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FDA Approves Obesity Drug, Noting Possible Side Effects

By Marlene Cimons
Los Angeles Times
WASHINGTON

A scant two months after removing two popular diet drugs from the market, the U.S. Food and Drug Administration announced Monday that it has approved the first in a new generation of anti-obesity drugs that attack fat in a whole new way - but not without risk.

The new compound, sibutramine, which will be marketed under the name Meridia, works by enhancing the brain's natural appetite-regulating chemicals, allowing them to act longer.

But the new drug is not without side effects. Meridia can cause increases in blood pressure and, because it is believed to be psychologically and physically addictive, it is expected to be more tightly controlled and subject to regulation by the Drug Enforcement Administra-tion.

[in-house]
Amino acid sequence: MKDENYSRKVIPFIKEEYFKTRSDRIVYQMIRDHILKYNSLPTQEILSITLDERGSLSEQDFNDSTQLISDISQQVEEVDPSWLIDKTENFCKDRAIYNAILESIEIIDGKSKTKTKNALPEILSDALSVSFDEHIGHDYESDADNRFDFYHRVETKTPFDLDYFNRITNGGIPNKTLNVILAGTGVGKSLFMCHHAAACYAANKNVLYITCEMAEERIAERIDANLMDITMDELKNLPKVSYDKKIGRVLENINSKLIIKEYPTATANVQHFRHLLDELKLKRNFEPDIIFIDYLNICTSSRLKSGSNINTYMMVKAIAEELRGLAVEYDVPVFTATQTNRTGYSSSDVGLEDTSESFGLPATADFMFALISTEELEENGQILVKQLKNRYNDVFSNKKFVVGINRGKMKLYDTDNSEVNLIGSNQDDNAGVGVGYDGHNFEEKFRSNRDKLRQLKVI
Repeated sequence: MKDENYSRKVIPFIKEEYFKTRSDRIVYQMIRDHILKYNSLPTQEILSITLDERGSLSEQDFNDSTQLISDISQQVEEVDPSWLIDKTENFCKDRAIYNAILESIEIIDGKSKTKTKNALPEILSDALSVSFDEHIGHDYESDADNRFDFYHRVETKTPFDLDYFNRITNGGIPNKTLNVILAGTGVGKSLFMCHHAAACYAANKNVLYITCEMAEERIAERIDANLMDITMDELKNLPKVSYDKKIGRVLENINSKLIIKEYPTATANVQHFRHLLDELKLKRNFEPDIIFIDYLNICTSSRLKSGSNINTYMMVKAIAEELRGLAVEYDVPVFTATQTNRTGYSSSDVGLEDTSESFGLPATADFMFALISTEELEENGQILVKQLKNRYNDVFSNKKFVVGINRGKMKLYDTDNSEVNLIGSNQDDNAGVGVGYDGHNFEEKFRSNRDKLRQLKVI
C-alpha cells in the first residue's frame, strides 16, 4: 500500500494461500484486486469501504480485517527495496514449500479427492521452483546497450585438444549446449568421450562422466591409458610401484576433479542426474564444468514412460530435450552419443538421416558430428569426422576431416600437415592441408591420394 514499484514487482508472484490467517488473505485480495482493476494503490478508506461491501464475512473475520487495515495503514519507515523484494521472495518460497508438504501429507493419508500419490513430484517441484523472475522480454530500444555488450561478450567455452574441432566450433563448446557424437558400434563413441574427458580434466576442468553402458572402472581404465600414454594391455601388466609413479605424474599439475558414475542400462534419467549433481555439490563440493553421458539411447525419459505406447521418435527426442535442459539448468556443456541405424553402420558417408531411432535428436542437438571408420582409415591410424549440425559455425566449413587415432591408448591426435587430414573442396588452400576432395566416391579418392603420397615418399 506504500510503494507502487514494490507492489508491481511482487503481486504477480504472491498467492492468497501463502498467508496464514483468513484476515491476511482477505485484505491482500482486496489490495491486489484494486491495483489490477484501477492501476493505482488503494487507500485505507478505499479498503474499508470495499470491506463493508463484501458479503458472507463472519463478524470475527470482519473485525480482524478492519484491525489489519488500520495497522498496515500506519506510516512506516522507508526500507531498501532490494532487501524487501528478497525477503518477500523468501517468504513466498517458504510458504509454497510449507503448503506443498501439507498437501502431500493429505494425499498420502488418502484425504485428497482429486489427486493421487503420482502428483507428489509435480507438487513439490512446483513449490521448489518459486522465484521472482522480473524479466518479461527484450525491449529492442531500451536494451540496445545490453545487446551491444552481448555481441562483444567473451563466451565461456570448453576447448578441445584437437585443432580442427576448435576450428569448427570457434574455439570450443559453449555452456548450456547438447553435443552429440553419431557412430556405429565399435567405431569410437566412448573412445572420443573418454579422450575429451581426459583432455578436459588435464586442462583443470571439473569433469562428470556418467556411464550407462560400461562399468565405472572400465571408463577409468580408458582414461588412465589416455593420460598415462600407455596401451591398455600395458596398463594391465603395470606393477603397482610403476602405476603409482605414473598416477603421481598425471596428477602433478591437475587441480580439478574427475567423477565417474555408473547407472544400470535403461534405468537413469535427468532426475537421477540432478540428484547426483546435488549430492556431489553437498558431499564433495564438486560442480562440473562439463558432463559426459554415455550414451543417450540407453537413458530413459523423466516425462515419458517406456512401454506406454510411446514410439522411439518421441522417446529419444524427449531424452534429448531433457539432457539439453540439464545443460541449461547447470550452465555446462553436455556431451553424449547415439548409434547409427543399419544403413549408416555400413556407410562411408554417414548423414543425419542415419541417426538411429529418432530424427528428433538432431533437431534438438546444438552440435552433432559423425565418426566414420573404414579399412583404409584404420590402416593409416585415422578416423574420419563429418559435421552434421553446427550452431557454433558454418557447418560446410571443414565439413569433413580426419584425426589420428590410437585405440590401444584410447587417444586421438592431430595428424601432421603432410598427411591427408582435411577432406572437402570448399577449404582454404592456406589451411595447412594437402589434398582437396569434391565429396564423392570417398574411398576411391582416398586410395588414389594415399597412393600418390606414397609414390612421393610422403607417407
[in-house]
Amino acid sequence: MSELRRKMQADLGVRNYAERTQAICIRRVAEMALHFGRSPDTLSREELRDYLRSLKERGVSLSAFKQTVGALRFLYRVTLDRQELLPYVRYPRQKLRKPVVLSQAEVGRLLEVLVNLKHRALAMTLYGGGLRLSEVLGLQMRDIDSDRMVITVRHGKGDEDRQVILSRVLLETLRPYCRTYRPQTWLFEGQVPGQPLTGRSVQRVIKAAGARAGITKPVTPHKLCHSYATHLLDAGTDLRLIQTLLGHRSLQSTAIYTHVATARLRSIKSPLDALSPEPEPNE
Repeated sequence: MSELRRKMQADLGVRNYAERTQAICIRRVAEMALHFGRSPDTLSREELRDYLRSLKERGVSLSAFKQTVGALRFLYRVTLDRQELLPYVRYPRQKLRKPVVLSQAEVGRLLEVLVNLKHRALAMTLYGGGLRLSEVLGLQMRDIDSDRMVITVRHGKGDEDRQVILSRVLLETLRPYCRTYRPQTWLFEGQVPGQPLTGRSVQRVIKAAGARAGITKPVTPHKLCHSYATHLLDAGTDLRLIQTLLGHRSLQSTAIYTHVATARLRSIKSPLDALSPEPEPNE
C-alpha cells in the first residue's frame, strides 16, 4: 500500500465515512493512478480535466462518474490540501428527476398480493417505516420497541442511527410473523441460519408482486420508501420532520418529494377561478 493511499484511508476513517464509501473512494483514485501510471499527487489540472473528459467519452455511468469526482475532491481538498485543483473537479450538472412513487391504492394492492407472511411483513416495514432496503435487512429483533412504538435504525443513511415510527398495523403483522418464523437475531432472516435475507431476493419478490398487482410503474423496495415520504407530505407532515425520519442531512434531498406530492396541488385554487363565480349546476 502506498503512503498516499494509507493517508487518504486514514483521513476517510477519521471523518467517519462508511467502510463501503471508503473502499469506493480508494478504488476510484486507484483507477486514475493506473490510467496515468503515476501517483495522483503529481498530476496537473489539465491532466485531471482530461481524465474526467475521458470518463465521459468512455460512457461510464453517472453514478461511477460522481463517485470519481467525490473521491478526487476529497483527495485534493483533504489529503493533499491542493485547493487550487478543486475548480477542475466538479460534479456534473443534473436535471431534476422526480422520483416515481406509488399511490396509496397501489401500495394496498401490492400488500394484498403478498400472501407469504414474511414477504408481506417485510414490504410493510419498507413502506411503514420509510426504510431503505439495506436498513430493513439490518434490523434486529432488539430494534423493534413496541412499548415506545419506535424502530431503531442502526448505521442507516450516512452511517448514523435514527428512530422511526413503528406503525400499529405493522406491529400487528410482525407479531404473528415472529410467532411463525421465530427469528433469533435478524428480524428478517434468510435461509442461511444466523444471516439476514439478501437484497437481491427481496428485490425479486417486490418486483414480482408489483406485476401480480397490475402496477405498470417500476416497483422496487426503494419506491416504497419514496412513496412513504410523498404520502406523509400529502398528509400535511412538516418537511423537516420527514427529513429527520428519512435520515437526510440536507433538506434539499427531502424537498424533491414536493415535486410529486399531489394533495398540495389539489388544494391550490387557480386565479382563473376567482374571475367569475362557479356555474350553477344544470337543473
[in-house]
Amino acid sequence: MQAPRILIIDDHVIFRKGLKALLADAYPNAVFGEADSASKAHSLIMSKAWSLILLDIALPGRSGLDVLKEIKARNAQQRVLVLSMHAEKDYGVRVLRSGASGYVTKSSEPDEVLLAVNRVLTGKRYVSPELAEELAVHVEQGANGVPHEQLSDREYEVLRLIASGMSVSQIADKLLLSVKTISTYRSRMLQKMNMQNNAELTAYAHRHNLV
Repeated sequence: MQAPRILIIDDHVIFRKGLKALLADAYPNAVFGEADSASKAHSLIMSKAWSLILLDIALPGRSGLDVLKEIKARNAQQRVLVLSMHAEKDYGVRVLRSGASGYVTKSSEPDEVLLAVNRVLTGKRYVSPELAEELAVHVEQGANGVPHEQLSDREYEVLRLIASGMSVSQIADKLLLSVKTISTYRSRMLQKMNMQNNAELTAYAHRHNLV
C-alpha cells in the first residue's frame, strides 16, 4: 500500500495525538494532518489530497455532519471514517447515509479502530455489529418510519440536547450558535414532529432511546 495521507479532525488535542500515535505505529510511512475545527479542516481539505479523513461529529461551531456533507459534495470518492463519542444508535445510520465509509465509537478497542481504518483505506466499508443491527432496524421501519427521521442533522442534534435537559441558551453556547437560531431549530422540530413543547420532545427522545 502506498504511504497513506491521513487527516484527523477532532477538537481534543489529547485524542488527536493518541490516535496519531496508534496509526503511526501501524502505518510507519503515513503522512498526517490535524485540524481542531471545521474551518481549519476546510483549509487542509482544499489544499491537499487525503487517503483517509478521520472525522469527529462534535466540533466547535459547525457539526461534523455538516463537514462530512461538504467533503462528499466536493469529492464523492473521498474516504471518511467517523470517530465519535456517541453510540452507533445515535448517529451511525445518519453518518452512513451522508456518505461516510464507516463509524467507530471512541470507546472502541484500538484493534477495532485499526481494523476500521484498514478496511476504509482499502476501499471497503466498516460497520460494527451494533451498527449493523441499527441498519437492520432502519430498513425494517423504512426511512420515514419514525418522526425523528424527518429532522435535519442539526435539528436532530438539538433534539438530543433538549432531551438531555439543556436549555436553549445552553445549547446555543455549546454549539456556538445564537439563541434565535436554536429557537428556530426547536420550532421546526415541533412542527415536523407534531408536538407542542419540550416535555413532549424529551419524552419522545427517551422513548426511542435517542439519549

It is not expected to be available for several months because of its pending scrutiny by the DEA.

In September, the FDA removed fenfluramine, sold as Pondimin, and dexfenfluramine, sold as Redux, after their use was linked to potentially life-threatening heart valve problems. Fenfluramine was part of a widely used, although unapproved, drug combination known as fen-phen. The other drug, phentermine, is still on the market.

The banned drug dexfenfluramine worked by causing an increase in the release of the brain chemical serotonin, which made patients feel full.

The new drug, known as a neurotransmitter reuptake inhibitor, works outside the brain cells to prevent naturally produced serotonin from being re-absorbed, essentially making the feeling of fullness last longer.

Because Meridia can cause increases in blood pressure, the FDA recommended that individuals with uncontrolled high blood pressure, heart disease or an irregular heartbeat not take the drug.